Next, the agent checked the pH and specific gravity of the urine. A sample that is too weak means that the lab won't be able to test it, and the agents have to take another sample. Same thing for the pH. Alison was fine with both.

The agent then asked a series of questions, including whether or not she'd had any recent blood transfusions, and what medications she'd taken in the last 3 days.

After that, she signed the form in a way that didn't reveal her name on any part of it that is sent to the lab. The whole process took about half an hour, mostly because the agent was very detailed in the explanations and steps. Alison gets her results in 6-8 weeks.

This was the first time that Alison has been tested by USADA (she was actually pretty pissed off that it hadn't happened already), but not the first time she'd been tested since she became a pro. She said the testing methods here are much more careful and thorough than in Europe, where agents handled samples and bottles and didn't document things as carefully by doing such things as labeling samples with names, instead of numbers. In her words 'it's pretty sketchy'. That doesn't instill a whole lot of confidence in WADA (World Anti-Doping Agency), and casts an even larger shroud of doubt over the Euro labs that have ruined, and attempted to ruin, the careers of a lot of cyclists.

I'm sure there are dopers in the sport, and more than likely most of the big names are part of that crowd. It just seems to me that the testing protocol itself should be squeaky clean, and not something that can ever be questioned in terms of it's potential impact on results.

Tuesday, October 30, 2007

"Time to get my Namaste on."

Good ride today. 2300 feet and a bit of climbing. It was a very headwindy ride, but that's the stuff that puts hair on your chest, right?

I've been maintaining a fairly regular ride schedule. Regular in the sense that I've spent many more days on the bike than off lately. I'm actually pretty worried about going back East for the holidays. It's going to be harder to make myself ride in cold weather. I guess I'll just suck it up and quit whinging.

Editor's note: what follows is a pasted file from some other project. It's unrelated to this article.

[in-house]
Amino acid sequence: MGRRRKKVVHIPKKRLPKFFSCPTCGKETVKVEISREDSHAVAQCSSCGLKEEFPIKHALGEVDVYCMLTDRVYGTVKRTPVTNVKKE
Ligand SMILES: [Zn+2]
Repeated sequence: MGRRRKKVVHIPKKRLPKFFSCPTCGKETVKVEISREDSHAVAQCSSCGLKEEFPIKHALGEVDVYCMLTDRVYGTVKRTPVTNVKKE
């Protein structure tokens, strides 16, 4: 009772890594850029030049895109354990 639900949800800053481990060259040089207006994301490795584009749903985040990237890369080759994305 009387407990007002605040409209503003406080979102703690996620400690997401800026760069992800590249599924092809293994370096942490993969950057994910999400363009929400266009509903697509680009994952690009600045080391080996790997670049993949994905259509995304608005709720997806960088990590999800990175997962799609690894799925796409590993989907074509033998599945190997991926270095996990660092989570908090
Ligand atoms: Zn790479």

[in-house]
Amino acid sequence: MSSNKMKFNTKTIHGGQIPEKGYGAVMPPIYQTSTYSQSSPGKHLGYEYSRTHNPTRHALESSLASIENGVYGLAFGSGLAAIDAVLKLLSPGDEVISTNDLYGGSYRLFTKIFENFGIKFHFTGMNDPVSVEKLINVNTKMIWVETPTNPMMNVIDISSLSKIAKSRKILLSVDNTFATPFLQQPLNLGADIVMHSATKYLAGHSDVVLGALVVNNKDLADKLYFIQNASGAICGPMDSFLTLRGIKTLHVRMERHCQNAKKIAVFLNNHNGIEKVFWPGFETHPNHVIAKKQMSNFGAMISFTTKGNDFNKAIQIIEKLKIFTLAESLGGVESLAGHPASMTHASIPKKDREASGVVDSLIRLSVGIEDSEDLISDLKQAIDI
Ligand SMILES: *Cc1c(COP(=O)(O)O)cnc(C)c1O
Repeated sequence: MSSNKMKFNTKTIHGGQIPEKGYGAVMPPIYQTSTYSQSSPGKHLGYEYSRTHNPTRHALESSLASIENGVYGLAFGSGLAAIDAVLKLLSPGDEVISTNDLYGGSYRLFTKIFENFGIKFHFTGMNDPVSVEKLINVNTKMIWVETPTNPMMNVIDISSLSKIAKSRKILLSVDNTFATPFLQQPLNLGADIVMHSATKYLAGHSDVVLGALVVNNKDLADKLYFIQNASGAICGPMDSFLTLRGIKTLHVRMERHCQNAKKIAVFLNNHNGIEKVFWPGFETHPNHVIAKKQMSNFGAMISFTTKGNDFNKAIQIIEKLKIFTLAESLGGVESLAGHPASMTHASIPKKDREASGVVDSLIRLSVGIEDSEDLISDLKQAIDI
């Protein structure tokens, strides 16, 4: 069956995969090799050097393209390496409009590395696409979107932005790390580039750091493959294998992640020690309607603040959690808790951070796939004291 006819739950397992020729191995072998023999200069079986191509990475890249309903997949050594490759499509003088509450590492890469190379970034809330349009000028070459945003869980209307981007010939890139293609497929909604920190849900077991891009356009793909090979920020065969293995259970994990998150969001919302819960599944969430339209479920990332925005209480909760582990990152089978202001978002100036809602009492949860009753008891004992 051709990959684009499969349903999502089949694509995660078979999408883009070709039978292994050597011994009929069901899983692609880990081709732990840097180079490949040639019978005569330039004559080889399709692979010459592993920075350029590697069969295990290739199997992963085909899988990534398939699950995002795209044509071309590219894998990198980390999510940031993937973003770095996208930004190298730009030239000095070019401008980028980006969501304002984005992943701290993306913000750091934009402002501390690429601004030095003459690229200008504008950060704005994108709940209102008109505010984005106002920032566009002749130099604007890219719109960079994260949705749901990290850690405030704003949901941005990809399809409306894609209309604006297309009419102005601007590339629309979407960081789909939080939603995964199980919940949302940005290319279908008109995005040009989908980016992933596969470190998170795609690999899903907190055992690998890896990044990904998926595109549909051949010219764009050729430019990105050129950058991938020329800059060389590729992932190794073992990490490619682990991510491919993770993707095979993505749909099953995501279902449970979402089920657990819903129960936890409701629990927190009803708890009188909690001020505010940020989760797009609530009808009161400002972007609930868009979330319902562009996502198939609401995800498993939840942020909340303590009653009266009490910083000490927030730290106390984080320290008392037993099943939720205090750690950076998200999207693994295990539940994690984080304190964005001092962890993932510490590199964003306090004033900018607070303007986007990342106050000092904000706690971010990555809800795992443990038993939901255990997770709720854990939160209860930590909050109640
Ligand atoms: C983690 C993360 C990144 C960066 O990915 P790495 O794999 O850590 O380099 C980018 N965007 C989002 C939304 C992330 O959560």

So I've had this pretty big list of things that I really need to do in advance of my trip, and I've done next to none of it. I'm trying to avoid everything having to be done at once, but I work best and most efficiently when I'm under a time crunch. I'm my own worst enemy in that respect.

On a completely unrelated note, I haven't felt like I've had anything worthwhile to say for a while. I guess that's the way things are when there's very little drama happening.

Fruita Salad

Spontaneity is fun. My housemate Alison told me that she and her boyfriend were going to Fruita over the weekend. Fruita. I love going there. The trails are so much fun and seem to never get old no matter how many times you ride them. I didn't want to crash Alison's party, so I asked Fuller if he wanted to go with me. He was in desperate need of a getaway for bike riding, and it's been on the list of things we'd wanted to do for a very long time. Work pressures kept him from enjoying a lot of things, perhaps most significantly was spending time with his friends and riding. He's just resigned from what was sucking the life out of him, so I was very happy when he called on Friday and said he wanted to go.

No trip to Fruita is complete without a visit to the Hot Tomato to catch up with my ace pals Anne and Jen. They were kind enough to let us stay at their house, despite the fact that they were heading back my direction to go visit Tara Llanes, who is still in a Denver hospital after her horrible crash on September 1st that left her paralyzed from the waist down.